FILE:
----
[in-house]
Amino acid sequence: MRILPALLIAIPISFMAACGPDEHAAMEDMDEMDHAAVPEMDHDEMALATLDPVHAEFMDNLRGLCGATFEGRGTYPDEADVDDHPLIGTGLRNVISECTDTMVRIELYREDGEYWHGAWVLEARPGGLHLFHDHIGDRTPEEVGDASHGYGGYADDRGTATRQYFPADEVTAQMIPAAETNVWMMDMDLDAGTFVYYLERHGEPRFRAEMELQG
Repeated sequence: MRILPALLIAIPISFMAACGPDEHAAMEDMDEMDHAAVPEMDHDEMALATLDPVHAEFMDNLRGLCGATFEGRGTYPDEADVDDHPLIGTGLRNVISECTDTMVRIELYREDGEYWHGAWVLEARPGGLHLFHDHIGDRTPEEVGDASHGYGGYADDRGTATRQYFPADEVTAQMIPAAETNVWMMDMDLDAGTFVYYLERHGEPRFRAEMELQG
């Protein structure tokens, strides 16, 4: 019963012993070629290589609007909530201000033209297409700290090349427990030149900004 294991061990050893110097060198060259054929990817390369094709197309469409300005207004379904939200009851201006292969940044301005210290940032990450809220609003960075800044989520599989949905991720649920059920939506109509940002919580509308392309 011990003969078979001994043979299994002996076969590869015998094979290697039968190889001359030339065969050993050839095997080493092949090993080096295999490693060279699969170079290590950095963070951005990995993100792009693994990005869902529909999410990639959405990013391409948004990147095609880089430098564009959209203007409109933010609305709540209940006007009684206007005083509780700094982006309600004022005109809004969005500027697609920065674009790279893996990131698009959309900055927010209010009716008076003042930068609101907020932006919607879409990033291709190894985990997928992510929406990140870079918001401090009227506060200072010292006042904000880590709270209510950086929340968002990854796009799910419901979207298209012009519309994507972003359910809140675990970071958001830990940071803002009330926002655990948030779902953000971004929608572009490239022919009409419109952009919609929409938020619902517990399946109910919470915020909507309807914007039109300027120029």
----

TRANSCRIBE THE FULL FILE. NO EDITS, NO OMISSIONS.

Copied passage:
[in-house]
Amino acid sequence: MRILPALLIAIPISFMAACGPDEHAAMEDMDEMDHAAVPEMDHDEMALATLDPVHAEFMDNLRGLCGATFEGRGTYPDEADVDDHPLIGTGLRNVISECTDTMVRIELYREDGEYWHGAWVLEARPGGLHLFHDHIGDRTPEEVGDASHGYGGYADDRGTATRQYFPADEVTAQMIPAAETNVWMMDMDLDAGTFVYYLERHGEPRFRAEMELQG
Repeated sequence: MRILPALLIAIPISFMAACGPDEHAAMEDMDEMDHAAVPEMDHDEMALATLDPVHAEFMDNLRGLCGATFEGRGTYPDEADVDDHPLIGTGLRNVISECTDTMVRIELYREDGEYWHGAWVLEARPGGLHLFHDHIGDRTPEEVGDASHGYGGYADDRGTATRQYFPADEVTAQMIPAAETNVWMMDMDLDAGTFVYYLERHGEPRFRAEMELQG
């Protein structure tokens, strides 16, 4: 019963012993070629290589609007909530201000033209297409700290090349427990030149900004 294991061990050893110097060198060259054929990817390369094709197309469409300005207004379904939200009851201006292969940044301005210290940032990450809220609003960075800044989520599989949905991720649920059920939506109509940002919580509308392309 011990003969078979001994043979299994002996076969590869015998094979290697039968190889001359030339065969050993050839095997080493092949090993080096295999490693060279699969170079290590950095963070951005990995993100792009693994990005869902529909999410990639959405990013391409948004990147095609880089430098564009959209203007409109933010609305709540209940006007009684206007005083509780700094982006309600004022005109809004969005500027697609920065674009790279893996990131698009959309900055927010209010009716008076003042930068609101907020932006919607879409990033291709190894985990997928992510929406990140870079918001401090009227506060200072010292006042904000880590709270209510950086929340968002990854796009799910419901979207298209012009519309994507972003359910809140675990970071958001830990940071803002009330926002655990948030779902953000971004929608572009490239022919009409419109952009919609929409938020619902517990399946109910919470915020909507309807914007039109300027120029």